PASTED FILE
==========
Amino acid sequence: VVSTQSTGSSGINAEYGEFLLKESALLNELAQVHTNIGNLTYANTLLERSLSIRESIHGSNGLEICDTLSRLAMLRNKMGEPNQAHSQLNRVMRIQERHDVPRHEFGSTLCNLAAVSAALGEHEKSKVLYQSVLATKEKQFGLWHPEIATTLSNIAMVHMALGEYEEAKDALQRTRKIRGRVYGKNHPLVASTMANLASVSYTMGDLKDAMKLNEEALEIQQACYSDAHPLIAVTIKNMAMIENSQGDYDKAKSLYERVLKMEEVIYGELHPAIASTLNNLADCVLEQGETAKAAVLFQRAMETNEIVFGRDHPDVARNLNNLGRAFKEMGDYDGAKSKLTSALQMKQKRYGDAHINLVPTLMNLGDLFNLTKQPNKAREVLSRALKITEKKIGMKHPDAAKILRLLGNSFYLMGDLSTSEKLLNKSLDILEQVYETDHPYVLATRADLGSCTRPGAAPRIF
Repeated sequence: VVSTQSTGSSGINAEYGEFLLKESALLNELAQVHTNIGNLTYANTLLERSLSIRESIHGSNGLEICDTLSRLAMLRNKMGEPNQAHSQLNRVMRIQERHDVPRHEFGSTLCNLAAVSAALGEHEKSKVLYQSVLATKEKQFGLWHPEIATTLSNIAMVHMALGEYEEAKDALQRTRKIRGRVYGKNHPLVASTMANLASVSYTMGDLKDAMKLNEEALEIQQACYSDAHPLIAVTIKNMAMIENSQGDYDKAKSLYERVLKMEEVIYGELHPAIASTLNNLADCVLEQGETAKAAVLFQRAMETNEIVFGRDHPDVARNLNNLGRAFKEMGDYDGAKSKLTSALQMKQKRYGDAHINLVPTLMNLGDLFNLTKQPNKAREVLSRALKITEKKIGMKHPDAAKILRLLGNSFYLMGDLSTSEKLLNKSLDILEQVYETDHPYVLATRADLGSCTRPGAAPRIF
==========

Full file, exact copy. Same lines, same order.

Amino acid sequence: VVSTQSTGSSGINAEYGEFLLKESALLNELAQVHTNIGNLTYANTLLERSLSIRESIHGSNGLEICDTLSRLAMLRNKMGEPNQAHSQLNRVMRIQERHDVPRHEFGSTLCNLAAVSAALGEHEKSKVLYQSVLATKEKQFGLWHPEIATTLSNIAMVHMALGEYEEAKDALQRTRKIRGRVYGKNHPLVASTMANLASVSYTMGDLKDAMKLNEEALEIQQACYSDAHPLIAVTIKNMAMIENSQGDYDKAKSLYERVLKMEEVIYGELHPAIASTLNNLADCVLEQGETAKAAVLFQRAMETNEIVFGRDHPDVARNLNNLGRAFKEMGDYDGAKSKLTSALQMKQKRYGDAHINLVPTLMNLGDLFNLTKQPNKAREVLSRALKITEKKIGMKHPDAAKILRLLGNSFYLMGDLSTSEKLLNKSLDILEQVYETDHPYVLATRADLGSCTRPGAAPRIF
Repeated sequence: VVSTQSTGSSGINAEYGEFLLKESALLNELAQVHTNIGNLTYANTLLERSLSIRESIHGSNGLEICDTLSRLAMLRNKMGEPNQAHSQLNRVMRIQERHDVPRHEFGSTLCNLAAVSAALGEHEKSKVLYQSVLATKEKQFGLWHPEIATTLSNIAMVHMALGEYEEAKDALQRTRKIRGRVYGKNHPLVASTMANLASVSYTMGDLKDAMKLNEEALEIQQACYSDAHPLIAVTIKNMAMIENSQGDYDKAKSLYERVLKMEEVIYGELHPAIASTLNNLADCVLEQGETAKAAVLFQRAMETNEIVFGRDHPDVARNLNNLGRAFKEMGDYDGAKSKLTSALQMKQKRYGDAHINLVPTLMNLGDLFNLTKQPNKAREVLSRALKITEKKIGMKHPDAAKILRLLGNSFYLMGDLSTSEKLLNKSLDILEQVYETDHPYVLATRADLGSCTRPGAAPRIF